Here we are...

Just off the Port Bow—a place of uncertainty, adventure, and insight. Thank you for your ears, eyes and hearts. I hope to bring compassion, grace and beauty to your day.

She Sells Sea Shells...

There is, in fact, such a shop on Periwinkle Drive in Sanibel, FL. Check it out here! I remember visiting shell shops as a boy and marveling at the endless shelves of shellacked shells. I also remember going to the beach and finding endless piles of broken shell pieces, and wondering how one found the shiny specimens the shops sold.

Fast forward to the '90s, when we were blessed to visit Gasparilla Island in the summertime, and snorkeled our way into shell heaven. Our upstate New York home is generously shell populated.

There are conflicting opinions on which island holds the title of Best Shelling Beach: Marco Island or Sanibel Island. I have been to both, the former as a boy, the latter...as I write.

Again, my question remains, "Where do all the good shells go?"

This morning we went out to the beach relatively early. It was low tide and not many folk out. There was a striking family all in green tee shirts (The Greens, one wonders?), each with bucket and net. Serious shellers. Then there were dots of singles, couples, a father and daughter, walking along in that easily discerned manner of shellers. The packed low tide shelf displayed enough footprints to let me know that scores of folk had preceded us on this stretch of prime shelling sand ere dawn's early light fully flooded the strand.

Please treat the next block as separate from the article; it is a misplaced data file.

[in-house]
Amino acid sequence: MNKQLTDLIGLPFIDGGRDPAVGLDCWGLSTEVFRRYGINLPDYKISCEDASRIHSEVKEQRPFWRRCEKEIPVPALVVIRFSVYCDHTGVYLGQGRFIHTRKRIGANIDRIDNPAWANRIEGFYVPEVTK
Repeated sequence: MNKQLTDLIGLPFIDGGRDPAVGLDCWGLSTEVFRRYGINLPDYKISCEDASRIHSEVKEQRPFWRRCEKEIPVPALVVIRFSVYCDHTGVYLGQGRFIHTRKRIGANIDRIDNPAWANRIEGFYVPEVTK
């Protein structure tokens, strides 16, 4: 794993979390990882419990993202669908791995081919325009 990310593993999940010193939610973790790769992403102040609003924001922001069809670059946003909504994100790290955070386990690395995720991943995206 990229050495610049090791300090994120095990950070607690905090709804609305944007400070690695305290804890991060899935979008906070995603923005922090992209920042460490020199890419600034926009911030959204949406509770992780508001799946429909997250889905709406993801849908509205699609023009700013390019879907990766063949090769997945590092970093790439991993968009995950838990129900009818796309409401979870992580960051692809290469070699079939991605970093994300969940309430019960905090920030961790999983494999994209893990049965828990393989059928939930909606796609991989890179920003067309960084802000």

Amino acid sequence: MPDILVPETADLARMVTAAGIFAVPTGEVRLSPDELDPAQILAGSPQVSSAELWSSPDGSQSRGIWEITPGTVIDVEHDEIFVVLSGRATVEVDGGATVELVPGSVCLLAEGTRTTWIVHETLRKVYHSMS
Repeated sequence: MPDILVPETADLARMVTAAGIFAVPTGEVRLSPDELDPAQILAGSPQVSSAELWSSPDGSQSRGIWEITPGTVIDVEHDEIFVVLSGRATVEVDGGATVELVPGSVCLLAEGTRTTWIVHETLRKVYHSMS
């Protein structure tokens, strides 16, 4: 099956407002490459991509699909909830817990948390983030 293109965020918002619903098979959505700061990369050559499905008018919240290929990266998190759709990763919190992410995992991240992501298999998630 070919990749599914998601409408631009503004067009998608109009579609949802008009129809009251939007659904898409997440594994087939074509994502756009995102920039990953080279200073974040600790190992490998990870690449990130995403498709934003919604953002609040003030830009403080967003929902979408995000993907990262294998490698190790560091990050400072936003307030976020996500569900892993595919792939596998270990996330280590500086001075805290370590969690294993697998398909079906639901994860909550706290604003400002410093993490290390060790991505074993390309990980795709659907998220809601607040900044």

Ours was a short walk, just under two miles. I gave it a little effort and did come up with four lovely Florida Fighting Conchs, and an Atlantic Giant Cockle. I could tell that some of our beach companions were reaping a similar harvest.

As I walked and stalked I pondered the meaning of these shells and their plight.

Each one of the shells I found had been home to a friendly mollusk of some sort. What its fate had been I don't know. It left behind its calcified carapace for me to pick up and take home. Untold gazillions of its kinfolk continue to roam the Gulf seabed, awaiting a similar (or disimilar?) fate. Abandoned, rolled to the shore, picked up and loved, or crushed and abandoned again to become, in time, tabby (a brick like solid used for building in St. Augustine and elsewhere).

Anne Morrow Lindbergh, author of Gift from the Sea, shelled these beaches (specifically Captiva). Colusa Indians shelled these beaches. There does not seem to be an end to the bounty, nor an end to the tale of the beautifully be-robed mollusk.

There is an intriguing thing of vanity here. Something lovely that "withers and decays" and then is lovingly resurrected to a new life of loveliness. And, there is no end to the loveliness. Every shell has its own striking and often extravagant beauty.

And, as for those crushed by wave, weight, time and tide—to become the bedrock of coral reefs, or the tabby foundations of Spanish garden homes—what of these? More vanity? More wonder? More inscrutable design?

I understand the ones who sell seashells, though they shall not profit by my custom. Mary and I will stroll, stoop, and wonder come the next roiling tide.

Daily Delights - Tuesday

Daily Delights - Monday